“She Defends the Motherland” was a canonical and stereotyped film that showed the heroism of the women who felt called to fight during the war.  However, the more canonical nature of this film shows the underlying feelings of the time period.  The focus on the partisan movement, rather than the front lines, shows the deep impact that the war had—in 1943, wounds were still far too deep to describe that harrowing experience in film.  Instead, the Soviet people needed a more empowering film.  Although Pasha Lukianova experiences great loss, she becomes a hero who dedicates her life to her country.  This patriotism was necessary during the time to remind the Soviet people why they were fighting amid the great losses they felt.  In the clip you can watch below, you can see Pasha’s fierce commitment to her country.  At the news of the capture of Moscow, she is devastated.  She believes “if Moscow is lost, how can we keep on living?”

Pasha became a symbol in the Soviet Union during the war.  She was the inspiration for the famous posters, as seen above in my post.  Although “She Defends the Motherland” was not perhaps a cinematic masterpiece, it was a reflection of national feeling during the war and was meant to remind the Soviet people why they were fighting.  During this time of great loss, Pasha and her band of partisans were a reminder of the importance of the fight.





1930s Girl Gang– with Tractors?

Pasha Angelina on a tractor! (source)

When I think of the Soviet Union, I don’t often think of all-female tractor brigades.  However, in 1935, Pasha Angelina became a famous figure in her creation of a successful tractor brigade.  She was a peasant from the Donetsk Oblast, and her success in this brigade made Angelina a permanent character in Soviet culture.  She was an udarnik, or highly productive worker, often put on the same level as Alexey Stakhanov.  These workers became idyllic during the period of high Stalinism.  They were seen as heroes because they over fulfilled their quotas.  These heroes became important during Soviet culture at the time as a way to encourage the people to work hard and increase commitment to the plans that Stalin created.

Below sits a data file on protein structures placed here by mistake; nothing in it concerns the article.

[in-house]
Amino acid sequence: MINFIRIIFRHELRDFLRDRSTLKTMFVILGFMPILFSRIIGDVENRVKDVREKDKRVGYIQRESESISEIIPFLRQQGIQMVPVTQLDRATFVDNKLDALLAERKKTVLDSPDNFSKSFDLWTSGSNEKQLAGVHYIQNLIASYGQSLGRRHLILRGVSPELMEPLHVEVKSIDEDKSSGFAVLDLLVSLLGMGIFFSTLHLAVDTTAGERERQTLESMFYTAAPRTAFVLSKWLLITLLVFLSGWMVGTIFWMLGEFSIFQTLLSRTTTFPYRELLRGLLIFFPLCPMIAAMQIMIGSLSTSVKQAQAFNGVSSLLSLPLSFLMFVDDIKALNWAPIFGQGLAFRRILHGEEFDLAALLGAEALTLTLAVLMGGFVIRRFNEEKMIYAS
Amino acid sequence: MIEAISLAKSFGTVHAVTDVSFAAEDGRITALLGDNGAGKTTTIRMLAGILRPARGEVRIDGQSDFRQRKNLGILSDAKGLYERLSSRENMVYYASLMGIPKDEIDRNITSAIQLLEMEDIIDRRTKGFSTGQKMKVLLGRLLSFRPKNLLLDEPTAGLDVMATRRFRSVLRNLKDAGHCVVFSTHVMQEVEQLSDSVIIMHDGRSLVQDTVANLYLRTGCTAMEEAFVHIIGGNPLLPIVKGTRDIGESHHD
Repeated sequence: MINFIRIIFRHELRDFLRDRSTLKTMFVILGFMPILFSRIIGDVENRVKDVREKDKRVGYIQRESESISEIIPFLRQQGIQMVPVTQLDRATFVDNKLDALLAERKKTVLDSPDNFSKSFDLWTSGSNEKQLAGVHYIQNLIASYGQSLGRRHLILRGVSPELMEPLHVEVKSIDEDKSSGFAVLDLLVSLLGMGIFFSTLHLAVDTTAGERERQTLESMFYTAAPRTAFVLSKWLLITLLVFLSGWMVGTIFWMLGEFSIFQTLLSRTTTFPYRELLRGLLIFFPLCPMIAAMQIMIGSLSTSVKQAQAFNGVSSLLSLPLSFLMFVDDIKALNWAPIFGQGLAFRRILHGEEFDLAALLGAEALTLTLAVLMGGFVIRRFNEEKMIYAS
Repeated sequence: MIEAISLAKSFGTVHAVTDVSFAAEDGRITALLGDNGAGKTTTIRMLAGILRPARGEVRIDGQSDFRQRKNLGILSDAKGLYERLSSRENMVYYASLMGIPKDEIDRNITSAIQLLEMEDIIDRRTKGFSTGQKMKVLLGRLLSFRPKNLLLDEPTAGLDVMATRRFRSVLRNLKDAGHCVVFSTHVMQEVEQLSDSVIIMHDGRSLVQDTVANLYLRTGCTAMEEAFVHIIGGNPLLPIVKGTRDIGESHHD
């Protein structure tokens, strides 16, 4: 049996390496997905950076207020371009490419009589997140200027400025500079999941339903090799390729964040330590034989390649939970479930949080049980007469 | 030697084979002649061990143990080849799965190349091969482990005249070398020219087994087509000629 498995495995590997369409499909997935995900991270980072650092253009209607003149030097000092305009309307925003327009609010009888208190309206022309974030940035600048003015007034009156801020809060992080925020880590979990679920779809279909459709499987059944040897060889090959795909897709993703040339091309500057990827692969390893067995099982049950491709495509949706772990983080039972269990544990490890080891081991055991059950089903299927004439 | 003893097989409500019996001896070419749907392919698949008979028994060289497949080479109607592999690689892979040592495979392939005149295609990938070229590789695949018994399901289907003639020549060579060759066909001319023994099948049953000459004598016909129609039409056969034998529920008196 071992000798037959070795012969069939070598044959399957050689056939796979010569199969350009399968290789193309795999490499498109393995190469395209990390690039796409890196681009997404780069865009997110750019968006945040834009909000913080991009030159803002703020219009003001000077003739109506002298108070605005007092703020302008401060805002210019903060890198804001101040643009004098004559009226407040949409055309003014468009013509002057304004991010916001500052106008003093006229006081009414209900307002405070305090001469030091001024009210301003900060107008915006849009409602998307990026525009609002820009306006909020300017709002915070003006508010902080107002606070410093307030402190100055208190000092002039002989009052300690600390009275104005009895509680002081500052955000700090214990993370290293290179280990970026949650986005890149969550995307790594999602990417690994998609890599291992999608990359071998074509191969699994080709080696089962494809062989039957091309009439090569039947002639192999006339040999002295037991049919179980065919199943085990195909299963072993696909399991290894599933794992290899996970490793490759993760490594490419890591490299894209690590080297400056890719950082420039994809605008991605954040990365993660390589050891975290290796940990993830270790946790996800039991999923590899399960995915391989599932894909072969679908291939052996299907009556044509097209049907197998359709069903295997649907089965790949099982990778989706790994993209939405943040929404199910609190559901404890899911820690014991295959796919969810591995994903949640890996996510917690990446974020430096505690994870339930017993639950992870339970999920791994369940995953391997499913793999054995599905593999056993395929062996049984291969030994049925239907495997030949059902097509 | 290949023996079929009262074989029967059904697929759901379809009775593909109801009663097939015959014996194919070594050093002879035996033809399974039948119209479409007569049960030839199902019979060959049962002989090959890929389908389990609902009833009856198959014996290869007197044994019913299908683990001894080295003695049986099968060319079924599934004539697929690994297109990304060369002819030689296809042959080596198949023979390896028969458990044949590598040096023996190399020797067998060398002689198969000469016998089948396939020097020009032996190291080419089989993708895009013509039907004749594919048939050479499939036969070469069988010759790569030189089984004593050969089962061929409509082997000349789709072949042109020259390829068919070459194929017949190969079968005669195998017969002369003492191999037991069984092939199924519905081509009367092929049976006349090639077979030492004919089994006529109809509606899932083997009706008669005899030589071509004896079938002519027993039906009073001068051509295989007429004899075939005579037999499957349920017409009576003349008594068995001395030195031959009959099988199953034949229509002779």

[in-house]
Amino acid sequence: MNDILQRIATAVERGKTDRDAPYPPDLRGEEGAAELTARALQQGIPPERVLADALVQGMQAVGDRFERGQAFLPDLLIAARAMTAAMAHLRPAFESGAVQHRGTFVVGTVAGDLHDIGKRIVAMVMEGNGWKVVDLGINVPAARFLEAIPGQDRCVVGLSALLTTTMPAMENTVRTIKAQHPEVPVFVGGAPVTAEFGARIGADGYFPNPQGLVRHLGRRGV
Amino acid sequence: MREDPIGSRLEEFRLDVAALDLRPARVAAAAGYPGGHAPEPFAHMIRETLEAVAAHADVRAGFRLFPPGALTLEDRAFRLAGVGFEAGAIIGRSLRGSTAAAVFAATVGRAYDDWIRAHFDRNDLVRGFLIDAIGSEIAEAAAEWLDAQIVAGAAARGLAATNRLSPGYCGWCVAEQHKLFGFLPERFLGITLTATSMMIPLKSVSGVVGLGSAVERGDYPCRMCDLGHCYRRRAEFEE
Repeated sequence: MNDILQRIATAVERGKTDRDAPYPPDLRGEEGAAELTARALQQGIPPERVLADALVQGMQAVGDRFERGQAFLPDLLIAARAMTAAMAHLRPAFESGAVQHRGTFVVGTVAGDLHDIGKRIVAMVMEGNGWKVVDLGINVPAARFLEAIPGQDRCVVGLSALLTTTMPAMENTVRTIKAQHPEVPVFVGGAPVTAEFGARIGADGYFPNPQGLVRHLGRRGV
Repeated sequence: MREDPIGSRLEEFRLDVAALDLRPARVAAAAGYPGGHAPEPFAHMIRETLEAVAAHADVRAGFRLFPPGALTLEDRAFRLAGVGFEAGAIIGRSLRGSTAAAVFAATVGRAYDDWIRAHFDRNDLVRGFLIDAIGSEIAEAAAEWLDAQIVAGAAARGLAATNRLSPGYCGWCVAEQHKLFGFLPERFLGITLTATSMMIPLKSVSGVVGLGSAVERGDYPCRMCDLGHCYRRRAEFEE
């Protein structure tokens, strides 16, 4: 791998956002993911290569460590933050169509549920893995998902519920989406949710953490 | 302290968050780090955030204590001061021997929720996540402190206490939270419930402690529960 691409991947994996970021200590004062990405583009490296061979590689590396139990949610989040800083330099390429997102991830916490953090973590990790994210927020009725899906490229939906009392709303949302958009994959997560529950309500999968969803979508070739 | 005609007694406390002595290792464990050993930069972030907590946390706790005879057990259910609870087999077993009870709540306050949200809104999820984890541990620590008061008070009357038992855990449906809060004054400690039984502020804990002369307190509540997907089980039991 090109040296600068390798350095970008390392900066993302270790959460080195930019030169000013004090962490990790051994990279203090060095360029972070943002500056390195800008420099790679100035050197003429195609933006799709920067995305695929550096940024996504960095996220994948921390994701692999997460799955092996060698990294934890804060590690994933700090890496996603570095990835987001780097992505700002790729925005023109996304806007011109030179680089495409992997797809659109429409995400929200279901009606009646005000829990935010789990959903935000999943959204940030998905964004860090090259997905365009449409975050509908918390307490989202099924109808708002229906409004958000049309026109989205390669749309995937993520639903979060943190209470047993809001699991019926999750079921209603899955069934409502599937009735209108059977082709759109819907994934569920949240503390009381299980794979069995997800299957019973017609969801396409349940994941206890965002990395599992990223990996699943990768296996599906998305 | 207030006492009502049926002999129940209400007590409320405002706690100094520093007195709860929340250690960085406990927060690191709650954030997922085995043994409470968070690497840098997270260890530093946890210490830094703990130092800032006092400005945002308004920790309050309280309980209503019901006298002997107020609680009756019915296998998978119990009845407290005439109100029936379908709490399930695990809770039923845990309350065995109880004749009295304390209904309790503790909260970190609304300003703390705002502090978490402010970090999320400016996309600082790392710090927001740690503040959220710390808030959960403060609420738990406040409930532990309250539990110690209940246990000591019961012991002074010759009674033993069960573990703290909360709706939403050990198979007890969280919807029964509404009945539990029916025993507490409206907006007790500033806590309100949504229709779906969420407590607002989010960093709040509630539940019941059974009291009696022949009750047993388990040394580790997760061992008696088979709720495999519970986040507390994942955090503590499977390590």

Angelina was the protagonist of Sergei Tretyakov’s piece “Nine Girls.”  It focuses on a tractor brigade of nine women, led by Pasha Angelina.  Although killed in the purges several years after, Tretyakov spent two years in a kolkhoz (collective farm) researching this piece.  He tried to represent real people in the Soviet Union.  However, this piece pushes Soviet ideology throughout—in true Soviet realism form.  The “proletarian girl who knows the discipline and joy of work” on the kolkhoz dances throughout her day, “to show the happiness of work successfully completed (MC, p. 218).  Angelina is portrayed as an ideal Soviet woman—although her father urges her to become a doctor, she “would dream about the tractor” (MC, p. 219).  This emphasis on the proletariat over the intelligentsia is an obvious representation of the ideology at the time.  Even when she has a tough day on the tractors, Angelina still fulfills her plan – she is “vain and stubborn as hell about the Plan” (MC, p. 221).

Although Pasha Angelina is the main character, the emphasis is less on her and more about the ideals she represents.  She is idealized in this Soviet realist way because she is a hard worker who only cares about fulfilling the plan and working hard.  In her brigade, she “maintains a strict discipline that is entirely voluntary” (MC, p. 223).  Despite the difficulties of being a woman in this field, it is not a feminist type work; it entirely focuses on her Soviet values. The interest of an all-female tractor brigade brought in people for entertainment, and interwove the entertainment with ideals of socialism.


Soviet feminism: Pasha Angelina

Mass Culture in Soviet Russia, edited by James von Geldern and Richard Stites, 1995, Indiana University Press





The Mechanization of Cinema

Dziga Vertov.  https://www.calvertjournal.com/features/show/8315/revisiting-revolution-vertov-medvedkin-soviet-documentary-cinema